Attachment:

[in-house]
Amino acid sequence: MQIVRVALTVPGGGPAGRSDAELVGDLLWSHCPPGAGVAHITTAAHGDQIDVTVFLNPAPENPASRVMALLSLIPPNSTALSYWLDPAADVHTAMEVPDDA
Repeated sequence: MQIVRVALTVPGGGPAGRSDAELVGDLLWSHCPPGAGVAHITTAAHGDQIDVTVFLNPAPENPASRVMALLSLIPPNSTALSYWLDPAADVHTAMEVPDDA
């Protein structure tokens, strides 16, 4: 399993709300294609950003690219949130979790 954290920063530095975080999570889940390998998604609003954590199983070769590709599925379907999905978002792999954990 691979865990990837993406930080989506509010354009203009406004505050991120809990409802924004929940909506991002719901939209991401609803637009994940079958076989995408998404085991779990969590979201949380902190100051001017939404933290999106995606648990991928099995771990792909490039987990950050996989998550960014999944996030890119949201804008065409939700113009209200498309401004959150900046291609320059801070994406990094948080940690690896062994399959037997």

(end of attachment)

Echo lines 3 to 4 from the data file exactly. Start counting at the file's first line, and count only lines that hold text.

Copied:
Repeated sequence: MQIVRVALTVPGGGPAGRSDAELVGDLLWSHCPPGAGVAHITTAAHGDQIDVTVFLNPAPENPASRVMALLSLIPPNSTALSYWLDPAADVHTAMEVPDDA
């Protein structure tokens, strides 16, 4: 399993709300294609950003690219949130979790 954290920063530095975080999570889940390998998604609003954590199983070769590709599925379907999905978002792999954990 691979865990990837993406930080989506509010354009203009406004505050991120809990409802924004929940909506991002719901939209991401609803637009994940079958076989995408998404085991779990969590979201949380902190100051001017939404933290999106995606648990991928099995771990792909490039987990950050996989998550960014999944996030890119949201804008065409939700113009209200498309401004959150900046291609320059801070994406990094948080940690690896062994399959037997």